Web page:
While the news of the General Service Administration’s merger of the Federal Acquisition Service with the Technology Transformation Services has made plenty of waves, TTS Commissioner Rob Cook said he doesn’t expect its application to make much of a ripple.
Speaking at the 2017 DATA Act Summit on June 29, Cook said that move, which shifts GSA innovation and technology arms back into FAS, provides a little more clarity on funding, but won’t alter operations.
“We are moving over into the Federal Acquisition Service for some technical reasons,” he said. “Our funding and our authorities come from them. It was an awkward arrangement. This is much cleaner. It doesn’t really change fundamentally who we are or what we are doing.
“Functionally, it’s going to make it easier and better internally. But in terms of what we are doing day-to-day, that shouldn’t change at all.”
The move has not been without controversy, however. Hours after Cook spoke, an inspector general’s report detailed how the creation of TTS was fraught with disagreement between then-GSA Administrator Denise Turner Roth, who instituted the service, and former FAS commissioner Tom Sharpe, who opposed it.
Part of the dispute centered on how TTS would be paid for — following the precedent of innovation components like 18F, the Office of Citizen Services and Innovative Technologies and the Presidential Innovation Fellows — coming from the Acquisition Services Fund, which was administered by Sharpe.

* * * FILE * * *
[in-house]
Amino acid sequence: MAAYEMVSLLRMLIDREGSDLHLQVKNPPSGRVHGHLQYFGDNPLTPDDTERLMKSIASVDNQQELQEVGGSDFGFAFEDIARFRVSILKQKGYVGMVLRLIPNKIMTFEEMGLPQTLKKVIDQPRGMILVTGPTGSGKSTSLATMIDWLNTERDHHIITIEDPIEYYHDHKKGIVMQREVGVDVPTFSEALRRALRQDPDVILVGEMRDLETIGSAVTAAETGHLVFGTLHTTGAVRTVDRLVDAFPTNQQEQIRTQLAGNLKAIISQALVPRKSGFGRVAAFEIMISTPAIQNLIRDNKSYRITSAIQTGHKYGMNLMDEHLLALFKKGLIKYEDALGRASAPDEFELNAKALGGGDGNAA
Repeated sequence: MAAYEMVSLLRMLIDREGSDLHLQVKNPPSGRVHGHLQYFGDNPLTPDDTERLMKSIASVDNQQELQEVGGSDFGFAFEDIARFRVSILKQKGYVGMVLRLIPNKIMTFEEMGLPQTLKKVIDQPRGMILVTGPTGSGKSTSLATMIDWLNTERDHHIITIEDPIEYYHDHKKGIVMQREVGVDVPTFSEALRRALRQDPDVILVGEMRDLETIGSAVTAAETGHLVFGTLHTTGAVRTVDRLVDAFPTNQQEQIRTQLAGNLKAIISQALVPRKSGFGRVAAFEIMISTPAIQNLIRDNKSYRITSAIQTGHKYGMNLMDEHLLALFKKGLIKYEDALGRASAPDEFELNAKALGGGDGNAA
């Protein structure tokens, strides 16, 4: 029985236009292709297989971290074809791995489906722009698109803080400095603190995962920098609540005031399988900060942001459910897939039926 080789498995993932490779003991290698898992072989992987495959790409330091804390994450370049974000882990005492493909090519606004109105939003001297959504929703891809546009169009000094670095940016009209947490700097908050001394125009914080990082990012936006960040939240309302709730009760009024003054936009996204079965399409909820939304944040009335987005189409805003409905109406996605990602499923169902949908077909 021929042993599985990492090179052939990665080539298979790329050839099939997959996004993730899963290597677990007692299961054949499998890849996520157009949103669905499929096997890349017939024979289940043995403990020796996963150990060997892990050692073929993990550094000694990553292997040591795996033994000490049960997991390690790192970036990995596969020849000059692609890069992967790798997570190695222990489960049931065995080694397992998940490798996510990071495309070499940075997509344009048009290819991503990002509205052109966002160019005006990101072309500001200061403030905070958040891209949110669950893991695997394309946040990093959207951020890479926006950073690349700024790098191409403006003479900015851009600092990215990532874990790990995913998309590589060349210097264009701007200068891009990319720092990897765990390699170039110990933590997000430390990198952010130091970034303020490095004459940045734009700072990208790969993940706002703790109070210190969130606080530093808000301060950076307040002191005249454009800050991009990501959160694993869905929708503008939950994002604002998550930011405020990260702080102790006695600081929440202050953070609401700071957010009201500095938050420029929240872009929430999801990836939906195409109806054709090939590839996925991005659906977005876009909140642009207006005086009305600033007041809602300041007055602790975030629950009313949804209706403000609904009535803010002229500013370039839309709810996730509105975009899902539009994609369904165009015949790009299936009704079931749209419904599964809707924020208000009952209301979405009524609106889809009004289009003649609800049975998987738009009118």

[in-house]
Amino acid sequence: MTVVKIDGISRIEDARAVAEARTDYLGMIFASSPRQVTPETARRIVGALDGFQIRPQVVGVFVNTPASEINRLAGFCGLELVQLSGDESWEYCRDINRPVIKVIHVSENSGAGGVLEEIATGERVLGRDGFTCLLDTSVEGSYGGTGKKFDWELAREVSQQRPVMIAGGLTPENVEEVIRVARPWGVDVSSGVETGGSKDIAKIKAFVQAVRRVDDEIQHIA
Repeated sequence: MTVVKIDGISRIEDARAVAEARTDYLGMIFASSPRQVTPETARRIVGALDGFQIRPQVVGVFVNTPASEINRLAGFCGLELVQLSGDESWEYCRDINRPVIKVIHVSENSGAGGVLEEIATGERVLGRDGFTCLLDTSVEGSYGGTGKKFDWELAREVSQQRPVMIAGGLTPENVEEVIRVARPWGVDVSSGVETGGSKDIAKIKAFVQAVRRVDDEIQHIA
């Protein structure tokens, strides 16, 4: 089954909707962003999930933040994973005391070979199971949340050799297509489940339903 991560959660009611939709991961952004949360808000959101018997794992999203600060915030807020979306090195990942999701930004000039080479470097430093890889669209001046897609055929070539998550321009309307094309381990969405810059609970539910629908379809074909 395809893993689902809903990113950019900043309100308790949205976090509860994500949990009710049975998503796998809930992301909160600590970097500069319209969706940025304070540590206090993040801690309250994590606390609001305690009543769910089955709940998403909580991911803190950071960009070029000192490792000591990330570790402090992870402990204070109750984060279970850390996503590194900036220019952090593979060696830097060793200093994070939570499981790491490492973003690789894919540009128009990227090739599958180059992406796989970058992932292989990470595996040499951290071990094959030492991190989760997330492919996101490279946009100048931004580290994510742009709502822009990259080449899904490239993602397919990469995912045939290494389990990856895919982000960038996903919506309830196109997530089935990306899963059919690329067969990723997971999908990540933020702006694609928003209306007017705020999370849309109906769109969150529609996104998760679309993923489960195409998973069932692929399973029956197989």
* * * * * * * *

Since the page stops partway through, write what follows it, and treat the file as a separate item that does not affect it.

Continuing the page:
The OIG report detailed how Sharpe disagreed with the proposed funding structures for TTS and would later allege whistleblower retaliation against Roth, a charge investigators upheld.
Once the dust settled, the Trump administration made the decision to merge the two services, clarifying the funding structure and making the FAS commissioner a political appointee rather than a senior executive. Sharpe and Deputy FAS Commissioner Kevin Youel Page both resigned effective on June 24.
New FAS Commissioner Alan Thomas was sworn in on June 26, he said the merger would make the service integral to the Trump administration’s innovation efforts.
"My philosophy and approach for combining the mission and the resources of TTS and FAS is to, first, listen intently, starting with the internal GSA team and our customers, then widening to encompass our industry partners and external stakeholders," he said.
"I want to ensure that we are providing the best possible products and services to our partners in government and delivering value for American taxpayers."
When Cook — who became TTS commissioner on Oct. 31 — was asked about the future role of 18F in promoting the advancement of agile development, he said he expected the office to continue to evolve but also be firmly grounded in its agile roots.
“I think it will change, the role will change,” he said. “I think our hope is just that this becomes the way that things work. The technologies themselves are going to change.
“Who knows what that will look like in 10 years? But the basic process of dealing with a really complex set of technology and making it serve people so it feels natural and serves their means is that basic process of including users in the center of design and being very agile about the way we respond to them, it’s just a way of working that’s here to stay."